Men’s Tennis Keeps On Improving

In alumnus Trevor Kronemann’s first three seasons as UC Irvine’s men’s tennis coach, the team performed with a sub-par record: 34-41. With a 5-2 March 30 victory over Tulane, the No. 56 ranked Anteaters pushed their record to six games over five hundred, at 13-7 (2-0 in Big West).

“Nothing [has changed]. I’ve believed in every guy that’s come through this program,” Kronemann said simply when asked what was different from years past,

Kronemann, a former ten-year professional tennis player and a four-time All-American at UCI (1987-1990), admits that throughout his career he was never nonchalant about losing. In fact, he despised it.

“It took me two or three days to get over it,” Kronemann said.  “Nowadays, some guys just plug in their iPods after a loss and go back to their college lives.”

Kronemann’s goal is to instill passion in his players.

“I want it to cause tears if we lose or great elation if we win,” Kronemann said.

Although his commitment to the sport began when he was just three years old, Kronemann does not measure his life by wins and losses.  As a tennis professional, he explains that he won just six tournaments out of the “400-something events” that he entered.

“That’s a lot of losses,” Kronemann said jokingly. “This is a naked game, like boxing, where it’s just you against your opponent.  That’s what I love about it. But whether you win or lose, you should take something from every match.”

The ’Eaters are 2-0 in conference play, but their competition isn’t getting any easier.  With a monumental match today against No. 7 Stanford and a Cal Poly conference rivalry contest ahead, the team will undoubtedly be challenged. However, this is a task that Kronemann welcomes.

“We play a tough schedule,” Kronemann said.

In the 75 matches that his team played in his first three seasons as the Anteaters’ coach, Kronemann believes that his team could have won about 60 of those games, if they were facing lesser opponents.  The reason for the arduous schedule, Kronemann explains, is because he wants his team to be tested.

“We aren’t going to get recruits unless we face great talent,” Kronemann said. “I wouldn’t count us out against Stanford.  We’re going to have to play our best tennis.”

In a sense, one big win would do wonders for Irvine’s team confidence.

Irvine’s top-ranked singles player, senior Zac Tsai, echoed his coach’s feelings about confidence.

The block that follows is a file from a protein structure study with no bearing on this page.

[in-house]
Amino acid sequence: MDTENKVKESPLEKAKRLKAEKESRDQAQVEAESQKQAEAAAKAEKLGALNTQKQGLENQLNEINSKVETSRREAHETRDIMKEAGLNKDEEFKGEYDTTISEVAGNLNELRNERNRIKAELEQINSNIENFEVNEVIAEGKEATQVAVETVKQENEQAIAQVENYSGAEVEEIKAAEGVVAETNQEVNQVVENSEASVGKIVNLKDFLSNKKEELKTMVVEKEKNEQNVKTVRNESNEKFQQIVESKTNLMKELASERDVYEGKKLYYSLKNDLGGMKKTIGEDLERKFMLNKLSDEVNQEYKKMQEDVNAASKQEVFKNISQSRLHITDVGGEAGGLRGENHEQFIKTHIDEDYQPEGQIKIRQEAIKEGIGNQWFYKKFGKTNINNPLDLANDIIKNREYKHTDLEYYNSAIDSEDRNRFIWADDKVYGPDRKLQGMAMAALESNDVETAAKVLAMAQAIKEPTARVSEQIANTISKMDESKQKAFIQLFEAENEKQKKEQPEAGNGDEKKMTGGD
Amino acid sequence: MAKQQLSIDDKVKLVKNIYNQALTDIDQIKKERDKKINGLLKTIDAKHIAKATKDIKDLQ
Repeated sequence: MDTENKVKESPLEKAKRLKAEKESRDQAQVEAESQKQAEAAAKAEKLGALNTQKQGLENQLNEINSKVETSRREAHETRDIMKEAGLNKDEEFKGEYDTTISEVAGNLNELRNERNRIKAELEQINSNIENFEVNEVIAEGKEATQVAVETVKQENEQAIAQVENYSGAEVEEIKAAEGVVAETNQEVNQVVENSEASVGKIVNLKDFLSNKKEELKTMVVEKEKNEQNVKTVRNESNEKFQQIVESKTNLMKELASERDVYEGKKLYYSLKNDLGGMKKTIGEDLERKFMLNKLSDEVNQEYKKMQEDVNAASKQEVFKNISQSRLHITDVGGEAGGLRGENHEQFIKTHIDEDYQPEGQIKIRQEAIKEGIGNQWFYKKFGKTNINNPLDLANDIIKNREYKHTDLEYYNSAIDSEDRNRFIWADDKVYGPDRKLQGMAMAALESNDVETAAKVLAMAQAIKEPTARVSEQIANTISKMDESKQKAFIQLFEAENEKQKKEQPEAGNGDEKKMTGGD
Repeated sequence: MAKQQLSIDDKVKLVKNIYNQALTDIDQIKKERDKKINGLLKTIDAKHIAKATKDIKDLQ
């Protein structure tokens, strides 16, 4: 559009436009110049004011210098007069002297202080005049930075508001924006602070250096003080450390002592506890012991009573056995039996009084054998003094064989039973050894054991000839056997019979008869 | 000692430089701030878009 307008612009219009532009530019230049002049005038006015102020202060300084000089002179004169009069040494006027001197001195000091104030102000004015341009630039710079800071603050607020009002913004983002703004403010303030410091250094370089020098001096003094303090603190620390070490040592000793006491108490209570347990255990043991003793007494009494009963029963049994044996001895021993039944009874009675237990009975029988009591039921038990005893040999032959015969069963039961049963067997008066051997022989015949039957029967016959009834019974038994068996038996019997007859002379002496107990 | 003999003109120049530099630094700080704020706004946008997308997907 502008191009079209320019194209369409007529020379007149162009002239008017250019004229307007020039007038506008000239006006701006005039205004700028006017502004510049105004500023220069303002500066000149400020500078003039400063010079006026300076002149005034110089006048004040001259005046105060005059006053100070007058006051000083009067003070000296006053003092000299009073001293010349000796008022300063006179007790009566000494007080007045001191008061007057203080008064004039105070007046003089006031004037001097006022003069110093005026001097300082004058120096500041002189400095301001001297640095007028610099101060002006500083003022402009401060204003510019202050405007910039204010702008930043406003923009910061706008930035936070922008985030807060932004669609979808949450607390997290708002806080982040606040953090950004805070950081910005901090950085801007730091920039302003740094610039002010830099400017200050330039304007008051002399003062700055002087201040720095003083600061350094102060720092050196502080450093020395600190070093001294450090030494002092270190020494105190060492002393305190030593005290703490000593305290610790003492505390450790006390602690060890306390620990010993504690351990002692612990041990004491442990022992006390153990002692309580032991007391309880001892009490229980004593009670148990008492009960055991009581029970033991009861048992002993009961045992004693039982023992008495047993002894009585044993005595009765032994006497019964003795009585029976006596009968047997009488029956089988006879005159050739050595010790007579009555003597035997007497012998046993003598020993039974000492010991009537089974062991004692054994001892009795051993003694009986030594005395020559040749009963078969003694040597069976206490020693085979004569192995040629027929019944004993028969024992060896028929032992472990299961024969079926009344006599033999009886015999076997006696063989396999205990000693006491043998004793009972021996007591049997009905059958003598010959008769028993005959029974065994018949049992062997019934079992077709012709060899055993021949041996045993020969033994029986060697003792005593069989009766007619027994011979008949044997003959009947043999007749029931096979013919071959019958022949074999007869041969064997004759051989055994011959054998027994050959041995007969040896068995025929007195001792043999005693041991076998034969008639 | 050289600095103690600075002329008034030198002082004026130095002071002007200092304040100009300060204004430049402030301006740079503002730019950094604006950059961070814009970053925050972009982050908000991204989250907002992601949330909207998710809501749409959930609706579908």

“I want us to win the Big West and go to the NCAA tournament,” Tsai said. “We have to work really hard, because there’s always more that we can accomplish.”

Along with playing No. 1 singles this season, Tsai has also teamed up with sophomore Steven Henderson as UCI’s No. 1 doubles team, a tandem Kronemann calls, “almost automatic.”

The men’s tennis team’s record has improved this season; however, Kronemann admits that he’s much more impressed by what his team has done off the court.

“Our No. 12 guy, [senior] Douglas Taylor, just received a full scholarship to go to the second-best biomechanical engineering program in the country,” Kronemann said with pride.

Along with Taylor’s accomplishment, Kronemann expressed that the heart of his team has been demonstrated by “having the guys go down to San Diego to help fire victims,” by featuring Tsai, a player who was a walk-on freshman and now captain of the team, and by possessing senior Shimpei Suzuki, who persevered after missing a year and a half of action due to knee surgery.

“These are guys you want to coach and be around,” Kronemann said, noticeably bothered by the idea of losing three difference makers to graduation.

Before Tsai, Suzuki and Taylor depart, the Anteaters have business to take care of. Last season the ’Eaters lost in the Big West championship, falling one win short of an NCAA tournament berth. In order to reach the tournament, Kronemann recognizes that all it takes is belief.

“They’re fighters. This team wants to win,” Kronemann said.

Whether the Anteaters can claim their 13th Big West Championship in program history and reach the NCAA tournament for the first time since 2005 remains to be seen.

“We have three sophomores who are potential All-Americans,” Kronemann said. “They were a part of our recruiting class two years ago which was top ten in the country.  We’re only going to get better.”